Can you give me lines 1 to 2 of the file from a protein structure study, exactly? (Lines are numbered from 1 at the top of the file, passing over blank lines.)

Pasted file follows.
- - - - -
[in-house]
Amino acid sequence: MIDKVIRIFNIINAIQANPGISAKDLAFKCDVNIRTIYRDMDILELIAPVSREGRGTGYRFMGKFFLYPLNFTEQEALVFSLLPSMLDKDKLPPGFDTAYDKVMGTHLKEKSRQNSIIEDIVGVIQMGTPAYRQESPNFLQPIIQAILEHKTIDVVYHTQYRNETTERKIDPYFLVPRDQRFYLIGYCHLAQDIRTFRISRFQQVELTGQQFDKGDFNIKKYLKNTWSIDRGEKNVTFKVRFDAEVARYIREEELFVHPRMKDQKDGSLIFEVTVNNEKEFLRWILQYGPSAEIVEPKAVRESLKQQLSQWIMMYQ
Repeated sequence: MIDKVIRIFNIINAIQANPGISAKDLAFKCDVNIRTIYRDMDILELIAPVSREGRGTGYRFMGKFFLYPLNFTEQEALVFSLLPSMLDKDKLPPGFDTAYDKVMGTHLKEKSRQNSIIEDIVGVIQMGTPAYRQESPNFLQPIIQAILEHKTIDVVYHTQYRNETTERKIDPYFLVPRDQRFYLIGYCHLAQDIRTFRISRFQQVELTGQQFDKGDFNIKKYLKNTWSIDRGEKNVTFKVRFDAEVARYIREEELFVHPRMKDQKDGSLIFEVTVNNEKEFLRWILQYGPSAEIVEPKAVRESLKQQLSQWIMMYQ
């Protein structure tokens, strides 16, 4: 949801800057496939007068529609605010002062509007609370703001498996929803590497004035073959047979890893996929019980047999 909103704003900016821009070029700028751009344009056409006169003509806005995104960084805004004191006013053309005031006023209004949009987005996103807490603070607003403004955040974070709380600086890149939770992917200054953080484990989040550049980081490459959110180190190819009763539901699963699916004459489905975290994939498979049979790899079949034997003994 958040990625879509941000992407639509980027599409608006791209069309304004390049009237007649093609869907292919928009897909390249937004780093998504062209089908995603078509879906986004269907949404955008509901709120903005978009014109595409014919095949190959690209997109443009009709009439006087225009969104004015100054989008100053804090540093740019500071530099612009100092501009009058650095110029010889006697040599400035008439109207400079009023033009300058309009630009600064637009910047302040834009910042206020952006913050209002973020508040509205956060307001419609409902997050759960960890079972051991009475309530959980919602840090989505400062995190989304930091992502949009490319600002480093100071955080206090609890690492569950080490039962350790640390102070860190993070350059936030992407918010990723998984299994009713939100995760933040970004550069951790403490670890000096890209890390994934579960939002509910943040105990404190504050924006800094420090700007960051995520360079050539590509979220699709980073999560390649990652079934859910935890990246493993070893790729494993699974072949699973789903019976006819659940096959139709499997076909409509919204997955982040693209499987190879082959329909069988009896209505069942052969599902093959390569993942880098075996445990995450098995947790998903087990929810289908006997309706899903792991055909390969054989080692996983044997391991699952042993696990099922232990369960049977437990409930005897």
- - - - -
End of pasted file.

[in-house]
Amino acid sequence: MIDKVIRIFNIINAIQANPGISAKDLAFKCDVNIRTIYRDMDILELIAPVSREGRGTGYRFMGKFFLYPLNFTEQEALVFSLLPSMLDKDKLPPGFDTAYDKVMGTHLKEKSRQNSIIEDIVGVIQMGTPAYRQESPNFLQPIIQAILEHKTIDVVYHTQYRNETTERKIDPYFLVPRDQRFYLIGYCHLAQDIRTFRISRFQQVELTGQQFDKGDFNIKKYLKNTWSIDRGEKNVTFKVRFDAEVARYIREEELFVHPRMKDQKDGSLIFEVTVNNEKEFLRWILQYGPSAEIVEPKAVRESLKQQLSQWIMMYQ